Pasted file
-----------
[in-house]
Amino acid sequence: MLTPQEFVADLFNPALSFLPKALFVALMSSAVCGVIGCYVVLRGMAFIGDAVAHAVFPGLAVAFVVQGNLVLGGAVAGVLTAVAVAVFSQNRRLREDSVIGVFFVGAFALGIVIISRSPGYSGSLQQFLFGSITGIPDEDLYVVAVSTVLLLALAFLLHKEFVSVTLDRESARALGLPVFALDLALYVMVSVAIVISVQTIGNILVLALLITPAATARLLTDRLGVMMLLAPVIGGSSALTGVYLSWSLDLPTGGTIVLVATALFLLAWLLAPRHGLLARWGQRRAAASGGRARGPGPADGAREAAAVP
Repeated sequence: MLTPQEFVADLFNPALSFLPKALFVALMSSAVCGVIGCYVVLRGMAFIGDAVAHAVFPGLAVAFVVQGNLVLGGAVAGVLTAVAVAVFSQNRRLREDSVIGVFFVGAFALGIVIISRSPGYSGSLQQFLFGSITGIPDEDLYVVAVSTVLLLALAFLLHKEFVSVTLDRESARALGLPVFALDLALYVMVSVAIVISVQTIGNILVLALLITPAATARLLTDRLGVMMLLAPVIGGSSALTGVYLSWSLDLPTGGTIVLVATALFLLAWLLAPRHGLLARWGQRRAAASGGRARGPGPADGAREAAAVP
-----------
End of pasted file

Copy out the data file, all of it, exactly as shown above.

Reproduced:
[in-house]
Amino acid sequence: MLTPQEFVADLFNPALSFLPKALFVALMSSAVCGVIGCYVVLRGMAFIGDAVAHAVFPGLAVAFVVQGNLVLGGAVAGVLTAVAVAVFSQNRRLREDSVIGVFFVGAFALGIVIISRSPGYSGSLQQFLFGSITGIPDEDLYVVAVSTVLLLALAFLLHKEFVSVTLDRESARALGLPVFALDLALYVMVSVAIVISVQTIGNILVLALLITPAATARLLTDRLGVMMLLAPVIGGSSALTGVYLSWSLDLPTGGTIVLVATALFLLAWLLAPRHGLLARWGQRRAAASGGRARGPGPADGAREAAAVP
Repeated sequence: MLTPQEFVADLFNPALSFLPKALFVALMSSAVCGVIGCYVVLRGMAFIGDAVAHAVFPGLAVAFVVQGNLVLGGAVAGVLTAVAVAVFSQNRRLREDSVIGVFFVGAFALGIVIISRSPGYSGSLQQFLFGSITGIPDEDLYVVAVSTVLLLALAFLLHKEFVSVTLDRESARALGLPVFALDLALYVMVSVAIVISVQTIGNILVLALLITPAATARLLTDRLGVMMLLAPVIGGSSALTGVYLSWSLDLPTGGTIVLVATALFLLAWLLAPRHGLLARWGQRRAAASGGRARGPGPADGAREAAAVP